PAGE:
Poultry processing workers and food safety inspectors are being doused with chemicals in the name of food safety. A slew of antimicrobial agents are approved by the USDA to be used on meat and poultry. The chemicals are considered edible for consumers, but no assessments are made by USDA (or other agencies) on the health risks to workers.
The problem now has the attention of some Members of Congress. Representatives Rosa DeLauro (D-CT), Louise Slaughter (D-NY) and others sent a letter last week to USDA Secretary Vilsack, HHS Secretary Burwell, and Labor Secretary Perez. They expressed "deep concerns” about the chemicals' effects to poultry and meat workers:
“PAA is widely used…as part of an antimicrobial intervention system yet the chemical has been shown to cause severe adverse reactions to plant workers including: rashes, burns, destruction of the eye tissue, difficulty breathing, and inflammation of the respiratory system.”
The lawmakers note the connection between USDA’s conversion to its “modernized poultry inspection system” to an increase use in these chemicals.
“The industry is not only introducing new antimicrobial chemicals, but is also changing the volume, process and number of times by which chemicals are applied to food products. Chemicals that were previously only used in dip tanks on the slaughtering slide where few workers were present are now being used in multiple open dip tanks throughout the processing side of poultry plants. Furthermore, PAA is now being continuously sprayed on our food as it moves through conveyors in meat and poultry plants."
The "modernized poultry slaughter inspection system" is one of the top five accomplishments touted by USDA Secretary Tom Vilsack. (He served for the entirety of Obama's term.) Vilsack doesn't mention that the new process relies heavily on chemical disinfection of poultry meat. Vilsack skims away those details by only saying:
"requires all poultry facilities [to] create a plan to prevent contamination with Salmonella and Campylobacter, rather than addressing contamination after it occurs.”
When the USDA proposed in 2012 its regulation to "modernize the poultry inspection system," consumer groups and food safety organizations warned that the industry would rely more and more on chemical sanitizers. Amanda Hitt, director of the Food Integrity Campaign with the Government Accountability Project, told Washington Post reporter Kimberly Kindy that inspectors were already reporting illnesses from chemicals used in the plants.
“They are mixing chemicals together in these plants, and it’s making people sick. Does it work better at killing off pathogens? Yes, but it also can send someone into respiratory arrest.”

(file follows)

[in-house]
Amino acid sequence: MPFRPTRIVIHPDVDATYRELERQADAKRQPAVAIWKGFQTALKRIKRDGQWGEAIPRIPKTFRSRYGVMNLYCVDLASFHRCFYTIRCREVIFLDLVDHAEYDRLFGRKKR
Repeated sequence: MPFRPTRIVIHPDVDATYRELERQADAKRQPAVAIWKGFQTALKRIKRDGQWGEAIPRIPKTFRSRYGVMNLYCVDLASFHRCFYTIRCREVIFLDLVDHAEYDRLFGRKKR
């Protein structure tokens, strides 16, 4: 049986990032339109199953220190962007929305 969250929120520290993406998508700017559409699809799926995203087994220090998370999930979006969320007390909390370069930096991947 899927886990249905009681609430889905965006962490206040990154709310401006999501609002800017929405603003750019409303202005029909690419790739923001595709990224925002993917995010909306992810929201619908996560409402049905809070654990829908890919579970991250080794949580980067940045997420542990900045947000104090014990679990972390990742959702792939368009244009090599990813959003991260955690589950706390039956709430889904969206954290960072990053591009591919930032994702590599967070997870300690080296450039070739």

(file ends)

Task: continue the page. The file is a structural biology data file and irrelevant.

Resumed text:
One of the most dramatic and sad examples is the death of USDA poultry inspector Jose Navarro, 37. He died in 2011 from lung damage related to PAA. An OSHA inspection following Navarro's death resulted in citations against the poultry plant in which Navarro worked. The violations against Murray Chicken included failing to protect workers from exposure to bleach and a mixture of peracetic acid, hydrogen peroxide and acetic acid. And the hazards to which inspectors are exposed are the same or worse for the hundreds of poultry-processing workers in the plants.
Former USDA poultry inspector Phyllis McKelvey told Kindy:
“They don’t talk about it publicly, but the line speeds are so fast, they are not spotting contamination, like fecal matter, as the birds pass by. Their attitude is, let the chemicals do the work.”
The December 7 letter from Rep. DeLauro and her colleagues ask the three Department heads questions such as, how does worker safety factor into the process for approving chemicals to be used as disinfectants on meat, poultry and eggs? The lawmakers also call on USDA to coordinate with the National Institute for Occupational Safety and Health when USDA is evaluating the efficacy of antimicrobial agents. These in-plant evaluations are one logical step to characterize worker exposure to the chemicals.
The lawmakers conclude:
"...the safety of our food supply should not come at the expense of the health and safety of meat and poultry workers."
Advocates have been trying for at least four years to get that through the head of Obama's USDA chief Tom Vilsack. What's the chance of them succeeding with Trump's USDA pick?
So basically if the lines slow down there is less contamination due to missed fecal material, the workers are less likely to be injured due to repetitive strain from trying to keep up with the line, and fewer anti-microbials are needed, which means again less injury to workers. And the consumer pays a little more because slightly fewer chickens are processed.
Yes please sign me up. I will gladly pay more to know that people aren't suffering and dying so I can have a cheap chicken dinner.